Pileated Woodpecker

The pileated woodpecker is the largest woodpecker in North America. This crow-sized woodpecker can be found in woodland areas from southern Canada and across the northern and central United States. There are 200 species of woodpeckers spread over the forests of the world except in Madagascar, Australia, and other oceanic islands.

Pileated woodpeckers prefer to live solitary lives in the deep woods of mature forests, but have had to adapt to living in forests with younger growth trees.

They are black in color with a red crest on both the male and female. The male has a red streak running from the corner of its mouth back to the crest. The beak is black and the chin white.

Woodpeckers are excellent tree climbers, having two backward facing toes, sharp claws, and stiff tail feathers, which are used as a prop while climbing. Starting at the bottom of a tree, a woodpecker goes in a spiral motion around the tree searching for insects. You can certainly hear the tapping noise as its beak strikes the tree rapidly and repeatedly.

Woodpecker Tongue

Woodpecker tongue

The diet of the pileated woodpecker includes ants, flies, mosquitoes, moths, grubs, seeds, walnuts, and acorns. Using its pointed bill to chisel into the wood of trees, it hammers away as it searches for food. Its brain is cushioned inside the strong skull so that it is not smashed as the woodpecker drills into a tree. Because one little twist of the neck could be fatal, strong muscles hold the neck straight when hammering. God’s design of every aspect of the woodpecker is magnificent and perfect. The woodpecker certainly could not have survived any evolutionary plans that man could come up with.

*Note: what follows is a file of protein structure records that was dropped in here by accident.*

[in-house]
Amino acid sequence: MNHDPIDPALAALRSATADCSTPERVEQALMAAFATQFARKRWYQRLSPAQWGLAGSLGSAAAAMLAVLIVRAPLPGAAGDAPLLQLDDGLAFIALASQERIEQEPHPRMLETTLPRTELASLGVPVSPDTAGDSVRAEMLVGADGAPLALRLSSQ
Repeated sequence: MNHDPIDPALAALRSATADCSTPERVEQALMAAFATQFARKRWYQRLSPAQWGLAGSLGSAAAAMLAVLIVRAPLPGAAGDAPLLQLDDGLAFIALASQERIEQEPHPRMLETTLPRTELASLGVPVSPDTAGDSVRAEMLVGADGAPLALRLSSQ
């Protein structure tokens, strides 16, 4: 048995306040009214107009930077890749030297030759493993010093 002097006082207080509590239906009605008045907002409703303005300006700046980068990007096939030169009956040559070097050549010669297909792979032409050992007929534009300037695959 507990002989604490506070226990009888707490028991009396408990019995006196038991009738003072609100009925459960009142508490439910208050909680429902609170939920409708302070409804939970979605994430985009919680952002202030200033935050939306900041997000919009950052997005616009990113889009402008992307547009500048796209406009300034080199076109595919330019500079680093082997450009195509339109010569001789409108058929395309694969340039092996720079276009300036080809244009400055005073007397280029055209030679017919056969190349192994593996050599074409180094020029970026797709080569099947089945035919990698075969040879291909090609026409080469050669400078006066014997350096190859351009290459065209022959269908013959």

When the hole is drilled, the woodpecker uses its extremely long tongue (6 inches or 2.34 cm) to reach inside to get the insects. At the end of the tongue are bristles like a brush to spear the insects. When not in use, this long tongue is wrapped along the back of the skull and inserted in the right nostril.

The nest of the pileated woodpecker is usually a triangular-shaped hole bored high in a tree. Two to eight eggs are laid and incubated by both parents for approximately 18 days. The young will leave the nest when they are 22–26 days old.

Pileated Woodpecker

Piciformes • Picidae • Dryocopus pileatus

Weight: 10–16 ounces (285.7–457.1 g)
Length: 16 inches (42 cm)
Wing Span: 27–30 inches (69.2–76.9 cm)
Life Span: 9 to 13 years
Special Design Feature: The skull, brain, and neck muscles of the woodpecker are designed to take the force of impact as the woodpecker hammers into a tree trying to find a meal.
Did You Know? The woodpecker can eat up to 2,000 ants a day.